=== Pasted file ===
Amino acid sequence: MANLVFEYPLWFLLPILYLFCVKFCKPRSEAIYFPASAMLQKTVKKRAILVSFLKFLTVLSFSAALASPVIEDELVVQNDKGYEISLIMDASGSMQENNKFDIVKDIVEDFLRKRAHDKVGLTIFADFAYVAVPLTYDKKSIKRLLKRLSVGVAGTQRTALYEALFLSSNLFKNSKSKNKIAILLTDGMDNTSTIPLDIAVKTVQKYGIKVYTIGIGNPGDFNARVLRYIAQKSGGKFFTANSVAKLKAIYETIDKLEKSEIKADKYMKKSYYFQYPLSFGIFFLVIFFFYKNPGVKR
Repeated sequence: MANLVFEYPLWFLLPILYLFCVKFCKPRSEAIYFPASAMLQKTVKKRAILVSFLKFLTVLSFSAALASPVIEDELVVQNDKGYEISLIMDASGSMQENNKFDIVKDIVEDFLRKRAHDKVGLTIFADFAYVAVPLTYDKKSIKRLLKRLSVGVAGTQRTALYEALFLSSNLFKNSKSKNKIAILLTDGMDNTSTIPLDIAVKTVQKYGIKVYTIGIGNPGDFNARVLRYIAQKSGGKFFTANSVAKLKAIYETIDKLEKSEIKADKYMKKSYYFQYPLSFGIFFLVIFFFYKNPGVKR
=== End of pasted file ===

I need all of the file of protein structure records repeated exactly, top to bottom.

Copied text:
Amino acid sequence: MANLVFEYPLWFLLPILYLFCVKFCKPRSEAIYFPASAMLQKTVKKRAILVSFLKFLTVLSFSAALASPVIEDELVVQNDKGYEISLIMDASGSMQENNKFDIVKDIVEDFLRKRAHDKVGLTIFADFAYVAVPLTYDKKSIKRLLKRLSVGVAGTQRTALYEALFLSSNLFKNSKSKNKIAILLTDGMDNTSTIPLDIAVKTVQKYGIKVYTIGIGNPGDFNARVLRYIAQKSGGKFFTANSVAKLKAIYETIDKLEKSEIKADKYMKKSYYFQYPLSFGIFFLVIFFFYKNPGVKR
Repeated sequence: MANLVFEYPLWFLLPILYLFCVKFCKPRSEAIYFPASAMLQKTVKKRAILVSFLKFLTVLSFSAALASPVIEDELVVQNDKGYEISLIMDASGSMQENNKFDIVKDIVEDFLRKRAHDKVGLTIFADFAYVAVPLTYDKKSIKRLLKRLSVGVAGTQRTALYEALFLSSNLFKNSKSKNKIAILLTDGMDNTSTIPLDIAVKTVQKYGIKVYTIGIGNPGDFNARVLRYIAQKSGGKFFTANSVAKLKAIYETIDKLEKSEIKADKYMKKSYYFQYPLSFGIFFLVIFFFYKNPGVKR